Saudi Arabia and its Arabian Horses

 

arabian-horse

thanks to Sue Deutscher for the magnificent artwork.  http://www.suedeutscher.com

The Arabian horse is one of the most majestic and at the same time delicate of God’s creations.It is difficult to find the appropriate words to describe the Arabian horse in motion, seeing the fluidity of the horse and the strong connection between the horse and its owner.The Arabian horse evolved from the desert as one of the known breeds of riding horse and in addition to retaining its popularity in the Middle East, it is also among the most popular horses in the United States as well.The Arabian horse is characterized as having incredible energy, intelligence and gentle disposition which allow its riders to excel in most equine sports and activities.

The Arabian Horse Association provides excellent information on the background and history of the Arabian horse.Select excerpts are provided below which capture pertinent details on the evolution of this magnificent creature leading to its continued popularity in today’s modern world.

For thousands of years, Arabians lived among the desert tribes of the Arabian arabian-horsespeninsula, bred by the Bedouins as war mounts for long treks and quick forays into enemy camps. In these harsh desert conditions evolved the Arabian with its large lung capacity and incredible endurance.

The prophet Mohammed, in the seventh century AD, was instrumental in spreading the Arabian’s influence around the world. He instructed his followers to look after Arabians and treat them with kindness. He instructed that special attentions should be paid to the mares because they insure the continuity of the breed. He also proclaimed that Allah had created the Arabian, and that those who treated the horse well would be rewarded in the afterlife.

When we first encounter the Arabian, or the prototype of what is known today as the Arabian, he is somewhat smaller than his counterpart today. Otherwise he has essentially remained unchanged throughout the centuries.

Neither sacred nor profane history tells us the country where the horse was first domesticated, or whether he was first used for work or riding. He probably was used for both purposes in very early times and in various parts of the world. We know that by 1500 B.C. the people of the east had obtained great mastery over their hot-blooded horses which were the forerunners of the breed which eventually became known as “Arabian.”

“An Arabian will take care of its owner as no other horse will, for it has not only been raised to physical perfection, but has been instilled with a spirit of loyalty unparalleled by that of any other breed.”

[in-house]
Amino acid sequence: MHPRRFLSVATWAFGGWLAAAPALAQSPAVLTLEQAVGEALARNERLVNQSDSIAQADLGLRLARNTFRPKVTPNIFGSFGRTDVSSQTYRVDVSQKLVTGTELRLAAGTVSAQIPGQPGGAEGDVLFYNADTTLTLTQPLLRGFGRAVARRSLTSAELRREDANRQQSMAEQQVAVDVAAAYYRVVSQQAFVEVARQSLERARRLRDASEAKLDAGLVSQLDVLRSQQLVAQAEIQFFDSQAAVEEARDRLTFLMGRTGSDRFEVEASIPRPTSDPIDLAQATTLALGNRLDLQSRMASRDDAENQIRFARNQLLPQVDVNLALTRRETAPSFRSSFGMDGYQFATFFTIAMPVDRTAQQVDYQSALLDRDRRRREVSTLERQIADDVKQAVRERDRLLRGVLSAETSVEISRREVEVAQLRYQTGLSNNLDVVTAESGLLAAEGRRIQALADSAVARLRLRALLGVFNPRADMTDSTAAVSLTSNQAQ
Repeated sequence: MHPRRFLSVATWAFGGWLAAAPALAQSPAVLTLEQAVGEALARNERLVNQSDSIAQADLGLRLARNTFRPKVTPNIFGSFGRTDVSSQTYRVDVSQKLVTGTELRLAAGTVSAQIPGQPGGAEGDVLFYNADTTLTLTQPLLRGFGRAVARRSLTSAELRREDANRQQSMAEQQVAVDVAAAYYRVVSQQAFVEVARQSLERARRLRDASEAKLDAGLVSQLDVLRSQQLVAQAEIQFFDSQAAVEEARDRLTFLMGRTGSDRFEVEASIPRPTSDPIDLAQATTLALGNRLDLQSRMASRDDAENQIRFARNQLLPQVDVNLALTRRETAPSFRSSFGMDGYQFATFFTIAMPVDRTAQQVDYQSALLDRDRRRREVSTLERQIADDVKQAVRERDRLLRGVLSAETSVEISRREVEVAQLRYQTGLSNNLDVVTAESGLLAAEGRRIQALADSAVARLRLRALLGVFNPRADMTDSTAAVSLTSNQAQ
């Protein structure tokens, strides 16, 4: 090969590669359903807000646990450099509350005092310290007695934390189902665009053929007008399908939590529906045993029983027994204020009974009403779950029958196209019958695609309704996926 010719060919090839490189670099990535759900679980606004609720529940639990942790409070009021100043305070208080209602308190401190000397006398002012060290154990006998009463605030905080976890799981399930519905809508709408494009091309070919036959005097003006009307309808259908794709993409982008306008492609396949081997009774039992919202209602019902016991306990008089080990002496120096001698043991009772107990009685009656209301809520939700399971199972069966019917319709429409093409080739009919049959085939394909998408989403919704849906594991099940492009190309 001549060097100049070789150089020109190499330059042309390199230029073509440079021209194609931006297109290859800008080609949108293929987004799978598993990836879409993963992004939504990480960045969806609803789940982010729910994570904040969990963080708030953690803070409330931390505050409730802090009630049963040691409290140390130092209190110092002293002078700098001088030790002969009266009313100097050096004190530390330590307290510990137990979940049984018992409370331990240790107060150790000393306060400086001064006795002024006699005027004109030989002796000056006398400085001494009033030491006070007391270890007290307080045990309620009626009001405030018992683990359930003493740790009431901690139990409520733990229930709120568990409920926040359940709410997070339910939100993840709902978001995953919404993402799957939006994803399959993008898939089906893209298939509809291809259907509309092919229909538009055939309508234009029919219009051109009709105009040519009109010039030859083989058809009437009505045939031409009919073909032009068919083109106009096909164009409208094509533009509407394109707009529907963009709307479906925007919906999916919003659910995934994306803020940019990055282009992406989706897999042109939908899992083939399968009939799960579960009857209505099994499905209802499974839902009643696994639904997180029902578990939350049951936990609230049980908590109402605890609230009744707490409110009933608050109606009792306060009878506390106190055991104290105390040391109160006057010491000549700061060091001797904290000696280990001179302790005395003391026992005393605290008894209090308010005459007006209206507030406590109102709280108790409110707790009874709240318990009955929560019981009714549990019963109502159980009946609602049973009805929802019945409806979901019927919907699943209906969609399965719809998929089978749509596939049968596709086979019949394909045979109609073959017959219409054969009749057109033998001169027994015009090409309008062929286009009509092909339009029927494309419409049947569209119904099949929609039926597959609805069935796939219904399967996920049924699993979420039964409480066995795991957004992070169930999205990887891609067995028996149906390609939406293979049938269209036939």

To the Islamic people, he was considered a gift from Allah, to be revered, cherished and almost worshipped. Long before Europeans were to become aware of his existence, the horse of the desert had established himself as a necessity for survival of the Bedouin people. The head men of the tribes could relate the verbal histories of each family of horse in his tribe as well as he could each family of Bedouin. The mythology and romance of the breed grew with each passing century as stories of courage, endurance and wealth intermingled with the genealogies.

The very nature of the breed, its shape as well as its color, was influenced by religious belief, superstition and tradition. It was believed that the bulging forehead held the blessings of Allah. Therefore the greater the “Jibbah” the greater the blessings carried by the horse. The great arching neck with a high crest, the “Mitbah” was a sign of courage, while a gaily carried tail showed pride. These traits were held in high esteem and selectively bred for.

Due in part to the religious significance attached to the Arabian horse, as well as the contribution it made to the wealth and security of the tribe, the breed flourished in near isolation. Traditions of breeding and purity were established to keep the breed “Asil” or pure, in the form intended by Allah. Any mixture of foreign blood from the mountains or the cities surrounding the desert was strictly forbidden. While other, desert type breeds developed in North Africa and the periphery of the Great Desert, they were definitely not of the same blood as Arabians and were disdained by the proud Bedouin.

arabian-horses-2-with-beduThe Bedouins have generally been credited with the beginning of selective pure breeding of Arabian horses. These tribes, although their breeding records were kept by memory and passed down through the ages verbally, are also credited as the first to keep breeding records and maintaining the purity of the Arabian breed. To this date, many Arabian pedigrees can be traced to desert breeding meaning there is no written record but because of the importance of purity to the Bedouins, “desert bred” is accepted as an authentic verification of pure blood for those early imports.

Today the Arabian horse exists in far greater numbers outside of its land of origin than it ever did in the Great Desert. In the early part of the last century; greed, ambition, desire for prestige, as well as an honest interest in saving the breed from extinction was the driving force behind governments, royal families and adventuring private citizens alike in the acquisition and propagation of this great prize of the Bedouin people–the Arabian horse.

Where can one go in and around Riyadh to see firsthand the intelligence, beauty and power of the Arabian horse?Among the most well-known include the King Abdul Aziz Arabian Horse Center which serves as the Kingdom’s official authority for registration of Arabian horses and issued its inaugural stud book in December of 1991.This Center is home to over 200 purebred Arabian horses, the Center operates under the auspices of the Saudi Arabian Ministry of Agriculture, and became home to the government stud of the Kingdom in 1964.The 750-acre facility is located in Dirab, an agricultural valley thirty-five kilometers outside the capital of Riyadh.